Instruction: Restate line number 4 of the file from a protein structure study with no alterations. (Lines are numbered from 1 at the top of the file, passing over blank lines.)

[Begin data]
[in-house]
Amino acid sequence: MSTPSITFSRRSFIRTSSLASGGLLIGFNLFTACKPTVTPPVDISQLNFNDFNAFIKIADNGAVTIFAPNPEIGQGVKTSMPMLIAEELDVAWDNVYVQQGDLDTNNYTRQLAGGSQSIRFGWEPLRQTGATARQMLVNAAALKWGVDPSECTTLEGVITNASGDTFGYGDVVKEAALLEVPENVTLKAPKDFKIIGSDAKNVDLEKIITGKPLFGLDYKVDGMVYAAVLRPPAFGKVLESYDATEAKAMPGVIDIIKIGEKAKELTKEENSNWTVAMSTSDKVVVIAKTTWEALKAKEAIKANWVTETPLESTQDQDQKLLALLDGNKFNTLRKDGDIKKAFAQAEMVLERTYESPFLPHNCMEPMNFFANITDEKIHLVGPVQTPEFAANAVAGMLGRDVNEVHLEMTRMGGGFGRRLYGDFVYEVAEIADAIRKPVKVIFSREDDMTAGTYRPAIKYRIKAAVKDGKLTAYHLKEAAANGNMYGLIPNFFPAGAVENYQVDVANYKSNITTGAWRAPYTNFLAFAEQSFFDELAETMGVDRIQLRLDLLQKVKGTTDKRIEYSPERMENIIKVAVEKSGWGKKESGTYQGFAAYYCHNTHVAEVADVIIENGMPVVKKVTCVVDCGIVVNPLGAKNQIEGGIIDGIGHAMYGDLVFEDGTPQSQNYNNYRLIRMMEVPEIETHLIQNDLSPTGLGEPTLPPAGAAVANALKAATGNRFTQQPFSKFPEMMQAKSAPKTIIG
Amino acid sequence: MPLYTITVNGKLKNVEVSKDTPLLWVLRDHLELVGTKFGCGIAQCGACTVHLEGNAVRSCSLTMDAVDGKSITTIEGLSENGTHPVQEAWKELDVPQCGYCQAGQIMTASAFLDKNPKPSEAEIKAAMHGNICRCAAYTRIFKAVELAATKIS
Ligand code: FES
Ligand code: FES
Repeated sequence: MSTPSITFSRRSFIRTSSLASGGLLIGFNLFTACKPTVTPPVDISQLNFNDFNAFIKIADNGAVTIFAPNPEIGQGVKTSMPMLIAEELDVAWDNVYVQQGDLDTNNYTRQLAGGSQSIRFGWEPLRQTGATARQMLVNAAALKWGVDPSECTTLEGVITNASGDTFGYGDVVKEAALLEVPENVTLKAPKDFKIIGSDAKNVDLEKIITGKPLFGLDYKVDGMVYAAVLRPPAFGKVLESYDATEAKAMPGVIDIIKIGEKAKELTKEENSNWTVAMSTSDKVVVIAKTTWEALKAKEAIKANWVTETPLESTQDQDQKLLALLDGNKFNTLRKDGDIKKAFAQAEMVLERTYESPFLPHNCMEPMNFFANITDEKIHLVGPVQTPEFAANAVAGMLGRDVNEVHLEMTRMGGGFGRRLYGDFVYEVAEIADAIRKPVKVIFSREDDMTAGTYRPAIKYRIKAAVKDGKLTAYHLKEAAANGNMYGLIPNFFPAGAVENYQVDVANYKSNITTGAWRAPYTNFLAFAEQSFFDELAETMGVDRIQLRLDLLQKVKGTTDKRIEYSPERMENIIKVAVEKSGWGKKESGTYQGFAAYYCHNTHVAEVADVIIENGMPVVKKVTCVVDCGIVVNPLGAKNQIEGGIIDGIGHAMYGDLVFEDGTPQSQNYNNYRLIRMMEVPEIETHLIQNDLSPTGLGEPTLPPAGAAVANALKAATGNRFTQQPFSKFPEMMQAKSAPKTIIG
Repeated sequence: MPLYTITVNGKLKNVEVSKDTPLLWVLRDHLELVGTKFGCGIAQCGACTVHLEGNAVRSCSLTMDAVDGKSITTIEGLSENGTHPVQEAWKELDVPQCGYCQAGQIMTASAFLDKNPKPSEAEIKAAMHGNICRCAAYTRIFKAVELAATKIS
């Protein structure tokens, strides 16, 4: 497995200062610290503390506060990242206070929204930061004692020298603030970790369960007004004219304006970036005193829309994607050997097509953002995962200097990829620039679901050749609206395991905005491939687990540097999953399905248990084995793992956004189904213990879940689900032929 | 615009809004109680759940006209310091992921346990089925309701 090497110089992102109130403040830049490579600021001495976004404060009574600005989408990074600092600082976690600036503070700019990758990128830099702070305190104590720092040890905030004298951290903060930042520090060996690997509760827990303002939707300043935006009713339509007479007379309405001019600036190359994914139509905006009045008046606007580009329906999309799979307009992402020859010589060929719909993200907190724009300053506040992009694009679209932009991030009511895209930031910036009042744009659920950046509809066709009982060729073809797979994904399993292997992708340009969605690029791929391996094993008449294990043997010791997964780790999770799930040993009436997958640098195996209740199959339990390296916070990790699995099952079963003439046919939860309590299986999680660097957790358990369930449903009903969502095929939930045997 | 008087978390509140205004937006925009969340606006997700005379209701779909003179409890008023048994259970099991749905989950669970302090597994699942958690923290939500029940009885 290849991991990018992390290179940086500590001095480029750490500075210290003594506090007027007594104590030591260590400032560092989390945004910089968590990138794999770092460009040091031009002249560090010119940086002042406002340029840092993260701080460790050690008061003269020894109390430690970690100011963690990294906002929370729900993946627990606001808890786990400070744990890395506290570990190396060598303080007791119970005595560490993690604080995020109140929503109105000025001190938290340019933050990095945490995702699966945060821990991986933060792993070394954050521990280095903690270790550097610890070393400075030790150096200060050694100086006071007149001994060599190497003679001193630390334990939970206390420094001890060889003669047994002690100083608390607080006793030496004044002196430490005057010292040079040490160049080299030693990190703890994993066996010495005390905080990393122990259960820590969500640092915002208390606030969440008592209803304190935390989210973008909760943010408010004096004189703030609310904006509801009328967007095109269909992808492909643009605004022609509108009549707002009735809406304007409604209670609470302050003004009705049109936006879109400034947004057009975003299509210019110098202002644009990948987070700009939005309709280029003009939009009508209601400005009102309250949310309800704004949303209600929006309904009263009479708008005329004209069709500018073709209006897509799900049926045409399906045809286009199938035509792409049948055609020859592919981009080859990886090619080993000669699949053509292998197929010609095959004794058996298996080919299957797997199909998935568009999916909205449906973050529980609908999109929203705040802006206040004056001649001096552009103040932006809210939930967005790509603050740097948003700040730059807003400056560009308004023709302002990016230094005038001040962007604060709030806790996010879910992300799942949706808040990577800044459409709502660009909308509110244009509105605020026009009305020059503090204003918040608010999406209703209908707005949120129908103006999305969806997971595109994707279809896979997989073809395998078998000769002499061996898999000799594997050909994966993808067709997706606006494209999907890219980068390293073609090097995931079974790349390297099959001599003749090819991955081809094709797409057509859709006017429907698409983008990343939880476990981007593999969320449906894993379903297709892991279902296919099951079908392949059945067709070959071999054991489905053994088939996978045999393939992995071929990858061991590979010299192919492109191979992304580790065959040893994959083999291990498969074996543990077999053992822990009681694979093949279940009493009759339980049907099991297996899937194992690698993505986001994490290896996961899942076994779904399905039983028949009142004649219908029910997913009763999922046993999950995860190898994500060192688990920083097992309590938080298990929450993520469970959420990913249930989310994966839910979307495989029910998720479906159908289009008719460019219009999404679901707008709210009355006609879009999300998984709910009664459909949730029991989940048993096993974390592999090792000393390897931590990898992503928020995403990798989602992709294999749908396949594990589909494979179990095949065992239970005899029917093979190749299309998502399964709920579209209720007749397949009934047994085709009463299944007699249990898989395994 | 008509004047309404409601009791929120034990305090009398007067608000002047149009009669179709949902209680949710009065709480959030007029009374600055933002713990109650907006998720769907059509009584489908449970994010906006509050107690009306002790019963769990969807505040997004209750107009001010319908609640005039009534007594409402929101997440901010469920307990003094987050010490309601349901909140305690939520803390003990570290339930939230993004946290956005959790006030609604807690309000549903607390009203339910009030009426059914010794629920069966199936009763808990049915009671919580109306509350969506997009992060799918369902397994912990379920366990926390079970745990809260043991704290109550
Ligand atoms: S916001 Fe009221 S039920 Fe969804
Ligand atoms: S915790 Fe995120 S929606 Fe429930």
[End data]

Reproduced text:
Ligand code: FES